At our house, we make lunches while we’re cleaning up dinner. My husband will work on dishes, and I help Milo and Sophie pack their lunches, as needed. That way we’re not creating a mess in between meals, and we can get all of it taken care of at once. This is not a hard and fast rule, but it’s at least something to consider if you’re feeling a time crunch. Any time you can spend in the evening will give you more time in the morning. 

Emily from One Lovely Life packing school lunches

4. INCLUDE KIDS IN THE LUNCH-MAKING PROCESS WHEN YOU CAN.

At our house, we all clear the dinner table dishes and, while my husband loads the dishwasher, the kids and I get started on lunches and snacks for the next day. That means we’re saving time by not making an extra mess in between meals (the lunch packing clean-up gets rolled into the dinner clean-up!).

Yes, it does take a bit longer at the start, but now we’re so into the routine that my kids know the drill. My thought is that, once everyone is in the routine, many hands make quicker work. Whether that’s helping you put the items into the lunch boxes (ideal for younger kids), or helping to spread, mix, slice, wash, or prep (great jobs for kids as they get older), having them help is a great way to take things off your plate as the parent and help them learn this skill for themselves.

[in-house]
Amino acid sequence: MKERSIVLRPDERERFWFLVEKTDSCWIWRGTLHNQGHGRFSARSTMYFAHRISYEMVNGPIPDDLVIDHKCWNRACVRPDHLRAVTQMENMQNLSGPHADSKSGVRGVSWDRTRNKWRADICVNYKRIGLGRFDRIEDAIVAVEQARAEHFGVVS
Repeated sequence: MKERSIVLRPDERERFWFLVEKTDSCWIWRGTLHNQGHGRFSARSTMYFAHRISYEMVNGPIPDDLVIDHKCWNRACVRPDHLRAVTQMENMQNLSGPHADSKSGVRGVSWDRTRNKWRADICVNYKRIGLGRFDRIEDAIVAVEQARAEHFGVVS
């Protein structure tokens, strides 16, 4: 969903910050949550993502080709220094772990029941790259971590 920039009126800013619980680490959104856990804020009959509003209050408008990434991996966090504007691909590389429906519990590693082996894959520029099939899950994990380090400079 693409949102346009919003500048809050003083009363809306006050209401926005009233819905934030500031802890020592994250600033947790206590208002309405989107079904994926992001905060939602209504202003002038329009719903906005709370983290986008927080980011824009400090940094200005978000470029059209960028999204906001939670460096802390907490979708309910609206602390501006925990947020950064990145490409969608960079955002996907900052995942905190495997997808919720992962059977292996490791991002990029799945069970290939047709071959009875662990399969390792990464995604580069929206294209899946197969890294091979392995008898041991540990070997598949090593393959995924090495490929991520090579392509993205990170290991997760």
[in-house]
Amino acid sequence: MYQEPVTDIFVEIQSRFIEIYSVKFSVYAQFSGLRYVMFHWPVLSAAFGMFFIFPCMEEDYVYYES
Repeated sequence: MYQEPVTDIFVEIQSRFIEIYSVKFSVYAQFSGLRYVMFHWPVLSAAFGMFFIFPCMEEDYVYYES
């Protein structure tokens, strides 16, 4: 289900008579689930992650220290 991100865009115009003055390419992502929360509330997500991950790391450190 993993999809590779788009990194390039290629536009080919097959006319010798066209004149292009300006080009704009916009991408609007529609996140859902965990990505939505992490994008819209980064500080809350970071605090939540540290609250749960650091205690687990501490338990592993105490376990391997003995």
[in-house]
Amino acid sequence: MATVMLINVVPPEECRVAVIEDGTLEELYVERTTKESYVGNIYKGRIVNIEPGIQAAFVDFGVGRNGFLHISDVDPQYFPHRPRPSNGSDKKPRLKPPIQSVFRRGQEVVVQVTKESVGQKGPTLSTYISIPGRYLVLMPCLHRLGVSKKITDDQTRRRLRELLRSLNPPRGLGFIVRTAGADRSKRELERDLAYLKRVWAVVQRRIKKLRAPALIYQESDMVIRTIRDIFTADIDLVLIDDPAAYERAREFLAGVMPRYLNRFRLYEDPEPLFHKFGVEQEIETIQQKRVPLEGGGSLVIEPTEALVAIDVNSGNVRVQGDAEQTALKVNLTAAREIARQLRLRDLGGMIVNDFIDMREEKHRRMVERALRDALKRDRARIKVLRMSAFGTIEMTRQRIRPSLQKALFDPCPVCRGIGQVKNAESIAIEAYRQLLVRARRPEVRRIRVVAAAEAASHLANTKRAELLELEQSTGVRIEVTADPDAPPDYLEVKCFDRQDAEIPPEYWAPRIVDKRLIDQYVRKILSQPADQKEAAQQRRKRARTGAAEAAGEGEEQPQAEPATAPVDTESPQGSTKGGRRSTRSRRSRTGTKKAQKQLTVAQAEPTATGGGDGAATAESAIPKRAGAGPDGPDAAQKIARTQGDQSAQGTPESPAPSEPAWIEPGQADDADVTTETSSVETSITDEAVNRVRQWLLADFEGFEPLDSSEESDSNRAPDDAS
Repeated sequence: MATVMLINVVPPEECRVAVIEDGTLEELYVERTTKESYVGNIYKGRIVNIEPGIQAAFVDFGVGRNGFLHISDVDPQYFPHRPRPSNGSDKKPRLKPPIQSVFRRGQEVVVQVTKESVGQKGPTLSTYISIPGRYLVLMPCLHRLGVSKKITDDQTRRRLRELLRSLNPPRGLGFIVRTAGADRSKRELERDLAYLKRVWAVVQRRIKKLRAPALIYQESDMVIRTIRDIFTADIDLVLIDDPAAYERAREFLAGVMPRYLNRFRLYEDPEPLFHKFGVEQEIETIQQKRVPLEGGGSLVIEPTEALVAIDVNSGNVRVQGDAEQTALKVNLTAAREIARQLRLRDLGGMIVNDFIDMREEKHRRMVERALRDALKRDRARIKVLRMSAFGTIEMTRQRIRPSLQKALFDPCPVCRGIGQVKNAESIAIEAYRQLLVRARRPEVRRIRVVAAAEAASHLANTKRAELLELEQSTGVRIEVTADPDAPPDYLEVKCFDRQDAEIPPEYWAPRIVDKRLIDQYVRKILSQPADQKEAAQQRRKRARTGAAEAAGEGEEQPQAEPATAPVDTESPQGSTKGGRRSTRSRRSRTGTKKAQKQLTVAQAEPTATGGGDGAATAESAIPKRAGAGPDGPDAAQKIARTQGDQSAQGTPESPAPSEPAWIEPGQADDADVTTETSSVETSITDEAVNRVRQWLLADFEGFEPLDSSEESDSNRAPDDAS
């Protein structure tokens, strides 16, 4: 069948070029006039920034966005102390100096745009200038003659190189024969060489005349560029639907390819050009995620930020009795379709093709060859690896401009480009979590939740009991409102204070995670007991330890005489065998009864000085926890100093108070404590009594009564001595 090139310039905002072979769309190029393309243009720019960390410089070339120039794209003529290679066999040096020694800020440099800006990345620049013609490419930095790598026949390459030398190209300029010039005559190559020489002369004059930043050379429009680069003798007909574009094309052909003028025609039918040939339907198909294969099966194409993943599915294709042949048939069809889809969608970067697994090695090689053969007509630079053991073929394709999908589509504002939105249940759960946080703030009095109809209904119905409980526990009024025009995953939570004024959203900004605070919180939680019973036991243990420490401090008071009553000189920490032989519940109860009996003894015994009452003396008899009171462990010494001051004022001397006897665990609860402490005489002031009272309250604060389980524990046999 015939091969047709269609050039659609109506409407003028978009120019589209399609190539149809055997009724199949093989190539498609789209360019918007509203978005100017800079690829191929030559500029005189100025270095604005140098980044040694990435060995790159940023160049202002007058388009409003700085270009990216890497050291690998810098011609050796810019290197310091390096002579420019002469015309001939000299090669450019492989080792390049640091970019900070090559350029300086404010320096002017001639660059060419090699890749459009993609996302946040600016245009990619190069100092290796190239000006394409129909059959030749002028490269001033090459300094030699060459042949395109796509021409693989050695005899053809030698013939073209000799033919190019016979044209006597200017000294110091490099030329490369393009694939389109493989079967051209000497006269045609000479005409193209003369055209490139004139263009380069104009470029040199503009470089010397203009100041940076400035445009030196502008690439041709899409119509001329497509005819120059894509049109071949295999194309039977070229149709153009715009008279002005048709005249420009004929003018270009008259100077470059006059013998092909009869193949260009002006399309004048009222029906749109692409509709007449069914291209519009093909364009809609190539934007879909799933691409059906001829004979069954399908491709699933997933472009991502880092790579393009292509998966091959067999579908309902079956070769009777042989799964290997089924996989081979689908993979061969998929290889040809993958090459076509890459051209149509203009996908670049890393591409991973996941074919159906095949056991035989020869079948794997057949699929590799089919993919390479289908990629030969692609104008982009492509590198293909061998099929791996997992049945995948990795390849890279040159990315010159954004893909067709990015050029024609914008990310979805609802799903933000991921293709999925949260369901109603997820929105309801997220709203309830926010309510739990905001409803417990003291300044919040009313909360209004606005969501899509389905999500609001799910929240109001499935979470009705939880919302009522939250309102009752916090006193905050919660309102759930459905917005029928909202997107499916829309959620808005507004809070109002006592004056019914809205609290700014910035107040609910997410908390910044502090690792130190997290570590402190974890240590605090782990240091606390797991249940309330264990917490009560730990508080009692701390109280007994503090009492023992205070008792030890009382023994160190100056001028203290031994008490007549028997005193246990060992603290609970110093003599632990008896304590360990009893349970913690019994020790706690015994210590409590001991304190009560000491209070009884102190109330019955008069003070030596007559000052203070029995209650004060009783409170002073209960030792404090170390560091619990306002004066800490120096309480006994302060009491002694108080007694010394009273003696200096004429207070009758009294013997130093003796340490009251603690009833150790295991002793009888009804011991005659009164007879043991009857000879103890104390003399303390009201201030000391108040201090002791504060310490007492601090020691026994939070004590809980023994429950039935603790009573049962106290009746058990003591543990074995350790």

I’m also helping teach them how to pack a lunch and put together a pretty balanced meal on their own. It helps when they have a list of ideas to choose from and they know the formula we use for packing lunches. This gets easier and easier as kids practice and grow up. You can also check in with them regularly–did you have enough for lunch today? Should we pack more of something for tomorrow? Was anything hard to eat/open? This helps them pay attention to their body’s needs (which are constantly changing as they grow!) and helps them learn to problem solve. On that note…

Child choosing a granola bar from a basket of snacks on the counter

5. MAKE IT EASY FOR KIDS TO HELP. 

Keep a basket of grab-and-go items in your pantry or set aside a lower section of your fridge with options your kids can easily grab. If your school requires individually packaged snacks or disposable items for lunch, keep things like favorite store-bought snacks or lunch items easy to reach. If you can use reusable lunch boxes and bags, you can prep a few days’ worth of things at a time and keep them in an easy-to-reach place. Make it as easy as possible for your kids to be involved.

Earlier this week, I shared all our favorite lunch boxes and reusable bags. Having lunch boxes that are divided makes portion sizing and lunch building as easy as possible. Using the already-divided lunch boxes and our little lunch planning sheet formula for packing school lunches means that it’s really easy to fill in the blanks.